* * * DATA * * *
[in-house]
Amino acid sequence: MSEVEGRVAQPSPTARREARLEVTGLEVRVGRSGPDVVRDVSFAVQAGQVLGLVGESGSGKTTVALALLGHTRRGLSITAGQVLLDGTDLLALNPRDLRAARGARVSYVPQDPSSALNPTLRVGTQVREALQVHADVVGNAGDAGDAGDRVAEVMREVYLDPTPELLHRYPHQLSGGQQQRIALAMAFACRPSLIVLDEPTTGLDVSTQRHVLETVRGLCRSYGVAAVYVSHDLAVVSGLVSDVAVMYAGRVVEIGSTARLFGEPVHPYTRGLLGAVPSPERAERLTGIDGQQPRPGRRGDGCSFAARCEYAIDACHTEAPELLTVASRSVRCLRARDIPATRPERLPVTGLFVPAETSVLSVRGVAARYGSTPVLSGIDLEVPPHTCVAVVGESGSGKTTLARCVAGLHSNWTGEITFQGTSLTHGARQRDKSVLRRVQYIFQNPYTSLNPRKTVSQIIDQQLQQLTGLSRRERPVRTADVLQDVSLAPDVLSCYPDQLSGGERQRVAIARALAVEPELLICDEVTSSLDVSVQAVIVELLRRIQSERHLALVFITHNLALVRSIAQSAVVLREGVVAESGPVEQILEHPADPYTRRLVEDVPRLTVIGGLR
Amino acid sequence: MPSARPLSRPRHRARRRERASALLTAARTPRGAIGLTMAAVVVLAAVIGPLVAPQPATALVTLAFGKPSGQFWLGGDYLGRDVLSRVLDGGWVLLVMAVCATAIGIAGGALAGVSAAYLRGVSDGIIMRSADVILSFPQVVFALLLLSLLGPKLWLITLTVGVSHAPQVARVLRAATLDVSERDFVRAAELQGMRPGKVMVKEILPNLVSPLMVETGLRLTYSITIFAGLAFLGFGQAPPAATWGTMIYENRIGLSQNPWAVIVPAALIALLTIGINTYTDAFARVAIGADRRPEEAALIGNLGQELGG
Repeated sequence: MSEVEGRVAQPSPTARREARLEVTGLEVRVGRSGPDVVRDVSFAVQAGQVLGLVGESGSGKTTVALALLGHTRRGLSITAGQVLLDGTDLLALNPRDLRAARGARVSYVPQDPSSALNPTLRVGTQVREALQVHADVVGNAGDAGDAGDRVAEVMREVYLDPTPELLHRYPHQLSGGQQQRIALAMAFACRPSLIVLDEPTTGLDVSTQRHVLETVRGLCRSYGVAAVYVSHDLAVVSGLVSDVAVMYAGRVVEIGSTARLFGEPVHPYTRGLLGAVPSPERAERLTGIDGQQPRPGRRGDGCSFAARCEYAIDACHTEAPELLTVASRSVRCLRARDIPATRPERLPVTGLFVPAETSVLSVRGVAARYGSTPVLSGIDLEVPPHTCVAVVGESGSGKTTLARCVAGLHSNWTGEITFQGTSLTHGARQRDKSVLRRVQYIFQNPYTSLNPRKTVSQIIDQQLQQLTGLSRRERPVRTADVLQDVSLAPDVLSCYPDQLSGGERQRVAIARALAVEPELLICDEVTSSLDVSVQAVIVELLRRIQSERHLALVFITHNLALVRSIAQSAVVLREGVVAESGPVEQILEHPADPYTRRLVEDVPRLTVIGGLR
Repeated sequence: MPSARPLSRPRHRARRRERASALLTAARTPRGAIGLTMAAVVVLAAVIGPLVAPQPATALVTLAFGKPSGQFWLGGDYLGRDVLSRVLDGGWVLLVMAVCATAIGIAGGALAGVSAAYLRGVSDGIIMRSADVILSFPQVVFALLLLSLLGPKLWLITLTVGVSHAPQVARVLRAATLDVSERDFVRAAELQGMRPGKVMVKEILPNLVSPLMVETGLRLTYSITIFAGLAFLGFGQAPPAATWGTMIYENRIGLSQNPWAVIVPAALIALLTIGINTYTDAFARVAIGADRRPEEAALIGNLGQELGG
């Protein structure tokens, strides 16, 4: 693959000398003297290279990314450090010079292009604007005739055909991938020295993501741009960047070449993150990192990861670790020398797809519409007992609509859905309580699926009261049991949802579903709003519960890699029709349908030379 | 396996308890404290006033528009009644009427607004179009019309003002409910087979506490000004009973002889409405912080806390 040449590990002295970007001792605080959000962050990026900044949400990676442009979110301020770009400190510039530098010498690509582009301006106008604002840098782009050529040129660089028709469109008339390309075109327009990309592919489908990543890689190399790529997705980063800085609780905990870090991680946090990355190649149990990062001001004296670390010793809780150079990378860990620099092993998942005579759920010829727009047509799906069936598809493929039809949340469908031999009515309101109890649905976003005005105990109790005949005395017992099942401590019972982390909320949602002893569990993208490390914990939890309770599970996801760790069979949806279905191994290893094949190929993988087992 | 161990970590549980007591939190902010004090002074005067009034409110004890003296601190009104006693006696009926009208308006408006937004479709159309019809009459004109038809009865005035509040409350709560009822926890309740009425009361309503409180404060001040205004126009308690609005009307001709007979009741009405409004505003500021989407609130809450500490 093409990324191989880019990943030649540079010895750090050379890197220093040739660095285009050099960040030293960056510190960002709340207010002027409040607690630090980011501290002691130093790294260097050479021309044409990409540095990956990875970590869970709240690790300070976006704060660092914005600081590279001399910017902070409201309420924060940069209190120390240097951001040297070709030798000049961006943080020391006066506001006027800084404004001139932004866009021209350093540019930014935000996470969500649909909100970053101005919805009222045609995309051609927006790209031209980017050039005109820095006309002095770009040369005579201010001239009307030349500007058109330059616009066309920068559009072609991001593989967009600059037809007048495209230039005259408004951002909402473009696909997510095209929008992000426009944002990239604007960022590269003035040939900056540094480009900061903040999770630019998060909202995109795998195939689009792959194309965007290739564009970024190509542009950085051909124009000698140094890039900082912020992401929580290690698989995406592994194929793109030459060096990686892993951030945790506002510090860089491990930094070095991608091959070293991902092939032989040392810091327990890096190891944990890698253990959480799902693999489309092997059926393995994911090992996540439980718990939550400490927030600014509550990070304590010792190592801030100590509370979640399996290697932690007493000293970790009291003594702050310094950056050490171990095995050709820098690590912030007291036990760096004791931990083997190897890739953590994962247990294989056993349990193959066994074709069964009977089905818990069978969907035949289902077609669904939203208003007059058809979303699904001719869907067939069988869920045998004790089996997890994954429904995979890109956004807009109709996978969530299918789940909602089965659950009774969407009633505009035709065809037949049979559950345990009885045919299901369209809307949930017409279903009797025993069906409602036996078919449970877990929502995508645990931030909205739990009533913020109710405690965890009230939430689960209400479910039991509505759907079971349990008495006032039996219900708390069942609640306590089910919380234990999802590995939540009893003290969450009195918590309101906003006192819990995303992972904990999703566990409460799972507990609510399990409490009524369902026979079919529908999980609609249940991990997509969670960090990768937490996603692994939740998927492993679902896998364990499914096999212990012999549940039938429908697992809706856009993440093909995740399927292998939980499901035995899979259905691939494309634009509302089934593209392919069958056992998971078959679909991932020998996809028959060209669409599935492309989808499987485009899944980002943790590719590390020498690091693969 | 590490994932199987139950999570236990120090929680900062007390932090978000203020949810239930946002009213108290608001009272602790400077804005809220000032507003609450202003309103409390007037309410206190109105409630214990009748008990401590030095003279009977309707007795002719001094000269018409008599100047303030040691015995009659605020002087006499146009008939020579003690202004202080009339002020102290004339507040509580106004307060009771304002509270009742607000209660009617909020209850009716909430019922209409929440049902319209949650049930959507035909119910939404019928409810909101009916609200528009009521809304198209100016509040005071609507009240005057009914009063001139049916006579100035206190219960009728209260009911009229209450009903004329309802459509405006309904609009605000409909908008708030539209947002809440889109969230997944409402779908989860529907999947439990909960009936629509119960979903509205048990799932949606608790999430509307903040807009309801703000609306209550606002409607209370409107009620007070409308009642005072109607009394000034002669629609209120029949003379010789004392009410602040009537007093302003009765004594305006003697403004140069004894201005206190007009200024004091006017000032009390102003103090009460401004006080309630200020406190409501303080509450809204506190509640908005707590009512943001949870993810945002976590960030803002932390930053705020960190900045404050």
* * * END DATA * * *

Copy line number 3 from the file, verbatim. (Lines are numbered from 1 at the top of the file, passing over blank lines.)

Amino acid sequence: MPSARPLSRPRHRARRRERASALLTAARTPRGAIGLTMAAVVVLAAVIGPLVAPQPATALVTLAFGKPSGQFWLGGDYLGRDVLSRVLDGGWVLLVMAVCATAIGIAGGALAGVSAAYLRGVSDGIIMRSADVILSFPQVVFALLLLSLLGPKLWLITLTVGVSHAPQVARVLRAATLDVSERDFVRAAELQGMRPGKVMVKEILPNLVSPLMVETGLRLTYSITIFAGLAFLGFGQAPPAATWGTMIYENRIGLSQNPWAVIVPAALIALLTIGINTYTDAFARVAIGADRRPEEAALIGNLGQELGG